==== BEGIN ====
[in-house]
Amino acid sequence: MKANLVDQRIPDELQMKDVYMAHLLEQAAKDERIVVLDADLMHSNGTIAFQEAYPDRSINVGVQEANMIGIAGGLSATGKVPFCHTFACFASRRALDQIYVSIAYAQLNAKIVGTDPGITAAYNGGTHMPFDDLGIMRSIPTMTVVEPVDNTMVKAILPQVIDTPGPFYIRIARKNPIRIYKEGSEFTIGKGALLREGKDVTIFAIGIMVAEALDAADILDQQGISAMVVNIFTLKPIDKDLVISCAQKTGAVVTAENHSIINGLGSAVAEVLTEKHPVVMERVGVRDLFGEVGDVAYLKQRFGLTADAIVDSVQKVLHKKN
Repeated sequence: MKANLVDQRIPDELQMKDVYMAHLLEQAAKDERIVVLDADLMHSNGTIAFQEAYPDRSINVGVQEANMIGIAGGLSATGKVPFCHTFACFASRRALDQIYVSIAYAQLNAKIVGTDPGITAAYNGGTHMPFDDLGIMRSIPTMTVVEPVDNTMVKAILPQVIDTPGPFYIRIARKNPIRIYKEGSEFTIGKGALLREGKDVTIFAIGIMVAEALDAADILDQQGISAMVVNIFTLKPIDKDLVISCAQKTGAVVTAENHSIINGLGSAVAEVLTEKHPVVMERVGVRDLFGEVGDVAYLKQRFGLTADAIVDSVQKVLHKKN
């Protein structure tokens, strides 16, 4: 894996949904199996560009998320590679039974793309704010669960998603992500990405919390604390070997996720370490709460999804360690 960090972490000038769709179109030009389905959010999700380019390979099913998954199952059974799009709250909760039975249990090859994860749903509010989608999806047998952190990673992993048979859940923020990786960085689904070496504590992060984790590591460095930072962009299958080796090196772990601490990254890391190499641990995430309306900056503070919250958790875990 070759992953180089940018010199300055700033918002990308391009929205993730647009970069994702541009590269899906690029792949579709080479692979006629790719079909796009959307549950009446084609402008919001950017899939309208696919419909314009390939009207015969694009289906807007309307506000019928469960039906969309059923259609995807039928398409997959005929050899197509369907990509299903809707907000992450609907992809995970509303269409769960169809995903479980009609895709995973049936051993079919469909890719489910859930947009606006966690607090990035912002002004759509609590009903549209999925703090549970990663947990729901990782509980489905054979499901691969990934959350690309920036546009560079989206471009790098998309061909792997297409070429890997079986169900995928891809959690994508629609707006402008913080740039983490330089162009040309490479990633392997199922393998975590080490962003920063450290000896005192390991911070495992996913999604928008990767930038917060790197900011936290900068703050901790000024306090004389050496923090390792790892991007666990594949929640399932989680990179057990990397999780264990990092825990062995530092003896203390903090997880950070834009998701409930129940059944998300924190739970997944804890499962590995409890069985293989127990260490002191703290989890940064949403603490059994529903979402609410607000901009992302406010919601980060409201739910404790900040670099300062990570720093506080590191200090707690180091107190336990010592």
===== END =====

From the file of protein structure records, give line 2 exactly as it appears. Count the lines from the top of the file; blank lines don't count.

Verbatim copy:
Amino acid sequence: MKANLVDQRIPDELQMKDVYMAHLLEQAAKDERIVVLDADLMHSNGTIAFQEAYPDRSINVGVQEANMIGIAGGLSATGKVPFCHTFACFASRRALDQIYVSIAYAQLNAKIVGTDPGITAAYNGGTHMPFDDLGIMRSIPTMTVVEPVDNTMVKAILPQVIDTPGPFYIRIARKNPIRIYKEGSEFTIGKGALLREGKDVTIFAIGIMVAEALDAADILDQQGISAMVVNIFTLKPIDKDLVISCAQKTGAVVTAENHSIINGLGSAVAEVLTEKHPVVMERVGVRDLFGEVGDVAYLKQRFGLTADAIVDSVQKVLHKKN